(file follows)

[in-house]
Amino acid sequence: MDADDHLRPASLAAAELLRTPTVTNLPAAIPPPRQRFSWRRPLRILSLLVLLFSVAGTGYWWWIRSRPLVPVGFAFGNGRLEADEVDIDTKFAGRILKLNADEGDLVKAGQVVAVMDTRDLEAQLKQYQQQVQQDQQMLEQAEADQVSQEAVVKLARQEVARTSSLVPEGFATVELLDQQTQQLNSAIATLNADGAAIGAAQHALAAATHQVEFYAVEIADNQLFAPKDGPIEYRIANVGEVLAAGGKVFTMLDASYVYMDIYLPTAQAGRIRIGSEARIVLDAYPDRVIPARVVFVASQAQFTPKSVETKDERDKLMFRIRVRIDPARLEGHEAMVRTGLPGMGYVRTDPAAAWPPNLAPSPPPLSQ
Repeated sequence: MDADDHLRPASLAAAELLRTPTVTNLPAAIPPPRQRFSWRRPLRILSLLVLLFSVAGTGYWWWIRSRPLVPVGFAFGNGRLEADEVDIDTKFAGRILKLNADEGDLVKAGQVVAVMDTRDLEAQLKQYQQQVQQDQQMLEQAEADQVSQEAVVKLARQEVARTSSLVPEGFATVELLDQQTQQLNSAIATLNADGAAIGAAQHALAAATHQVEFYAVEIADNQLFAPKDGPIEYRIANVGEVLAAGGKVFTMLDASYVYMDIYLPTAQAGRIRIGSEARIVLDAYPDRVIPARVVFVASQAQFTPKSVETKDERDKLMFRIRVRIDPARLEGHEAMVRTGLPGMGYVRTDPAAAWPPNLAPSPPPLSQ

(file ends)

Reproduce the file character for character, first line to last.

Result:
[in-house]
Amino acid sequence: MDADDHLRPASLAAAELLRTPTVTNLPAAIPPPRQRFSWRRPLRILSLLVLLFSVAGTGYWWWIRSRPLVPVGFAFGNGRLEADEVDIDTKFAGRILKLNADEGDLVKAGQVVAVMDTRDLEAQLKQYQQQVQQDQQMLEQAEADQVSQEAVVKLARQEVARTSSLVPEGFATVELLDQQTQQLNSAIATLNADGAAIGAAQHALAAATHQVEFYAVEIADNQLFAPKDGPIEYRIANVGEVLAAGGKVFTMLDASYVYMDIYLPTAQAGRIRIGSEARIVLDAYPDRVIPARVVFVASQAQFTPKSVETKDERDKLMFRIRVRIDPARLEGHEAMVRTGLPGMGYVRTDPAAAWPPNLAPSPPPLSQ
Repeated sequence: MDADDHLRPASLAAAELLRTPTVTNLPAAIPPPRQRFSWRRPLRILSLLVLLFSVAGTGYWWWIRSRPLVPVGFAFGNGRLEADEVDIDTKFAGRILKLNADEGDLVKAGQVVAVMDTRDLEAQLKQYQQQVQQDQQMLEQAEADQVSQEAVVKLARQEVARTSSLVPEGFATVELLDQQTQQLNSAIATLNADGAAIGAAQHALAAATHQVEFYAVEIADNQLFAPKDGPIEYRIANVGEVLAAGGKVFTMLDASYVYMDIYLPTAQAGRIRIGSEARIVLDAYPDRVIPARVVFVASQAQFTPKSVETKDERDKLMFRIRVRIDPARLEGHEAMVRTGLPGMGYVRTDPAAAWPPNLAPSPPPLSQ